What is Peel Adhesion?
Peel adhesion is the force required to remove a pressure sensitive adhesive from a testing plate or its own backing material. The goal of a peel adhesion test is to determine the adhesive strength level of the material between two materials and is measured in ounces per one inch of tape. The results of this test are surface dependent and are influenced by the testing angle which is typically 90 or 180 degrees.
Peel adhesion strength is measured for many purposes and uses different methods. One of the common one used is the PSTC-101; itâ€™s a standard test method to measure peel adhesion strength in pressure sensitive tapes. PSTC-101 is a Harmonized International Standard. These types of standard tests are created under the understanding that societies and other technical bodies from a variety of countries have agreed to consolidate their similar standards under the auspices of ISO.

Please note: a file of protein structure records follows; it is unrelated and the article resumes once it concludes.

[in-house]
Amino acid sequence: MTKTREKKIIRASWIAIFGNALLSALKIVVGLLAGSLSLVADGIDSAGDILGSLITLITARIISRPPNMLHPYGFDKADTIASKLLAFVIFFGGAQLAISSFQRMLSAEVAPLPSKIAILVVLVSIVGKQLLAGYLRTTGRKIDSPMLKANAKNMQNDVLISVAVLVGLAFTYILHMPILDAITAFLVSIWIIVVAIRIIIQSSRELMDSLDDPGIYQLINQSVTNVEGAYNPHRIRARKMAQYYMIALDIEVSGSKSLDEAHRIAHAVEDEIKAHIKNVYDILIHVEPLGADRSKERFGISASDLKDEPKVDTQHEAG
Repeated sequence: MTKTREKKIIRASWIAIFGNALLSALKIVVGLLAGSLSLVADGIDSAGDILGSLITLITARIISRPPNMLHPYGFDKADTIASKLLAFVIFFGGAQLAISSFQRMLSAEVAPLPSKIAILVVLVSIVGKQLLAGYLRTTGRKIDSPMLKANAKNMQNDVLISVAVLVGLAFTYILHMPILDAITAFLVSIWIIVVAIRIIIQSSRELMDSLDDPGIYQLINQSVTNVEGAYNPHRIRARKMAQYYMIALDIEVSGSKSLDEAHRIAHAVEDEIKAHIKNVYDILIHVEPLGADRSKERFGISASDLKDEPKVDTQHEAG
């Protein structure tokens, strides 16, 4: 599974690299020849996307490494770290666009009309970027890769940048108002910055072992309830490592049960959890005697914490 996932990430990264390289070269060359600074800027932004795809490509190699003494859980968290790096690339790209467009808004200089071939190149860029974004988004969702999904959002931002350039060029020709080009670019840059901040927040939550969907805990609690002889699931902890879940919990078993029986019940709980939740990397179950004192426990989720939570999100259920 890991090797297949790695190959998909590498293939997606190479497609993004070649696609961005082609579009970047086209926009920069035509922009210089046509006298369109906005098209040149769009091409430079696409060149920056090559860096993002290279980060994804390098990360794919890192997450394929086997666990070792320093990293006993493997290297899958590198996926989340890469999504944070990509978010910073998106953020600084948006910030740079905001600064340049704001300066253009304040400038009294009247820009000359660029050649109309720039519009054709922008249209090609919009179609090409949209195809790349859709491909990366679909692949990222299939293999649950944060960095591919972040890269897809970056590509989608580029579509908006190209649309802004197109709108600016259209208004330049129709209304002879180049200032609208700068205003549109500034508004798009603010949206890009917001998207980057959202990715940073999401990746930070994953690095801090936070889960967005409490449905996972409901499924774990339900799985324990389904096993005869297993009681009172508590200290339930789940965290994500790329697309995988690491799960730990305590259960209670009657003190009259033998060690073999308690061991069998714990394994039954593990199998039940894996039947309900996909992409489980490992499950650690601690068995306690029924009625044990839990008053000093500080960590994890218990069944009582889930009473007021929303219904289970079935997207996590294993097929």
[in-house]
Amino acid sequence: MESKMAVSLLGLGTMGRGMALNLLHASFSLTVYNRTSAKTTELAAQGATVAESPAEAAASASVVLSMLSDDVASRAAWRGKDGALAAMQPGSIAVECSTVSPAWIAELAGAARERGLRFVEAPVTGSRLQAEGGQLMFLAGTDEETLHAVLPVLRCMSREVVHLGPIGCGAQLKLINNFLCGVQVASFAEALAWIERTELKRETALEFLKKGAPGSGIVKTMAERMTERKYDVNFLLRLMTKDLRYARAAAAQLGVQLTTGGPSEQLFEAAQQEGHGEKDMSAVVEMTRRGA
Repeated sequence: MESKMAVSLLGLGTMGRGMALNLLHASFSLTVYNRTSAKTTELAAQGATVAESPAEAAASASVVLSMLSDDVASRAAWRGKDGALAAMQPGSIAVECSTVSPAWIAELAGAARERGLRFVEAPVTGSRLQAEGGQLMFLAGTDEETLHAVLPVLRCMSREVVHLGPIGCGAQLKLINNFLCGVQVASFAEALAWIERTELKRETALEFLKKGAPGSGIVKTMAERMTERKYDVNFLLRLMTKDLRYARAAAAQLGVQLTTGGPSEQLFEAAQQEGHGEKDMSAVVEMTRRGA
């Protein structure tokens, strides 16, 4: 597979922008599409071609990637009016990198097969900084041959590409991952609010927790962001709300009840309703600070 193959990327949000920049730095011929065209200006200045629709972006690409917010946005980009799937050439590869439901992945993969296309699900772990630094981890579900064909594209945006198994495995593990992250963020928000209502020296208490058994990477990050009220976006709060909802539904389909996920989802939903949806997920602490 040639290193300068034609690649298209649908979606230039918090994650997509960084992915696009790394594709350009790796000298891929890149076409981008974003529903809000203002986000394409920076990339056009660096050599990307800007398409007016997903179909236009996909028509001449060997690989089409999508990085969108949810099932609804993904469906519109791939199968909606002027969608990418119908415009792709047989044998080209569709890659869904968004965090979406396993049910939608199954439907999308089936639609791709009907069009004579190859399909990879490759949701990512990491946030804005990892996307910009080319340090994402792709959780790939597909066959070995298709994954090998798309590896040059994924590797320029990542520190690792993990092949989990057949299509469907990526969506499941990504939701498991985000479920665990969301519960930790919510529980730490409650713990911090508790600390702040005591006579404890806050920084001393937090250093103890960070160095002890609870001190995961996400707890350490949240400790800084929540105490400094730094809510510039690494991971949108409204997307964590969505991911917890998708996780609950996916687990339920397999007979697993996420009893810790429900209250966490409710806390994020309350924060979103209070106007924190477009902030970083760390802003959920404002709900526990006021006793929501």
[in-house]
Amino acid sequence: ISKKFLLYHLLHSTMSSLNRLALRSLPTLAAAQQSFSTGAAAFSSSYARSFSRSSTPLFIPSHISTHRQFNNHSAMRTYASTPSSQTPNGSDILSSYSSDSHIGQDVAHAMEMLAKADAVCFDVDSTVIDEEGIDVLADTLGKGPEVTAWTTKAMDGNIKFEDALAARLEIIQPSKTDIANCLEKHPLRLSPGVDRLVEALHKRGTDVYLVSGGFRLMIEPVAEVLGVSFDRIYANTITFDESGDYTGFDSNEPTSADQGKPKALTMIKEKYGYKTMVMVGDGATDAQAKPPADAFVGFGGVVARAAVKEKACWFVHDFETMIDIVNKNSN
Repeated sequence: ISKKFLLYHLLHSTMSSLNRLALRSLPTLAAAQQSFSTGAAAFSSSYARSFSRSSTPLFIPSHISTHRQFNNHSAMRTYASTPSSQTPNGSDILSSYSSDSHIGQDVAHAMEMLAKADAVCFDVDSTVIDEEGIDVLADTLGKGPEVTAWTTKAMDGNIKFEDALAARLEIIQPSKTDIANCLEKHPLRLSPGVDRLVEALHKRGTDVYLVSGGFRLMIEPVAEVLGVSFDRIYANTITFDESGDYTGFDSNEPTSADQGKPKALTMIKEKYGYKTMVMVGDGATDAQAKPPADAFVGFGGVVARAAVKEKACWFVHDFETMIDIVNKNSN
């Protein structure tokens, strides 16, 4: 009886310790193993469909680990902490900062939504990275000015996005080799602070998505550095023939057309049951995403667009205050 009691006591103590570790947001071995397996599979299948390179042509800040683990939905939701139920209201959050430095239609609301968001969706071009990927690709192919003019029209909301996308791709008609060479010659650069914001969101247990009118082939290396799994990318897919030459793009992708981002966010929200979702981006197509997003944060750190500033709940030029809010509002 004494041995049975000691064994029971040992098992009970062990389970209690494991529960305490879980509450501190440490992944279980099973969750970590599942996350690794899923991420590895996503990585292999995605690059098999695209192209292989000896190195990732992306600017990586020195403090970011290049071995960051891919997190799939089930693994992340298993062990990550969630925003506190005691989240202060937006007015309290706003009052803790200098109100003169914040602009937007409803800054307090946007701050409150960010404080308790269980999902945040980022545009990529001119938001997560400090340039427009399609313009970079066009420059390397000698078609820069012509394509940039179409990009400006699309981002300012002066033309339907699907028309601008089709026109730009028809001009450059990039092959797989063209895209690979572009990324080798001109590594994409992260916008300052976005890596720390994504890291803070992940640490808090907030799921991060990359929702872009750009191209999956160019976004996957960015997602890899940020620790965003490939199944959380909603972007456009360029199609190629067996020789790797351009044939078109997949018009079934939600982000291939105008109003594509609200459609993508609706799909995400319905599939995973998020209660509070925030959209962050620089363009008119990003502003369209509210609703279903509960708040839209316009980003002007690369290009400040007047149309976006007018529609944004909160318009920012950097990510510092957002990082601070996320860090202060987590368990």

PSTC-101 Test Procedure
PSTC-101 is very similar to the test methods involved in ASTM D3330. As in ASTM D3330, PSTC-101 defines Methods A through F to measure adherence with 180 degree and 90 degree peel tests. The following tests should be performed:
- - Method A is a 180 degree peel test of test tape to a standard steel panel
- - Method B is a 180 degree peel test of tape to its own backing
- - Method C is a 180 degree peel test of double-sided stick tape to a standard steel panel
- - Method D is a 180 degree peel test of single or double-sided stick tape to its liner
- - Method E is a 180 degree peel test of transfer tape adhesion to a standard steel panel
- - Method F is a 90 degree peel test of tape to a standard steel plate or other surface of interest
PSTC-101 test methods may not be appropriate to test tapes having either relatively stiff backings, stiff liners, or backing showing high stretch at low forces. These characteristics will result in a high variability for the test response which is not a true indication of the real nature of the adhesive bond.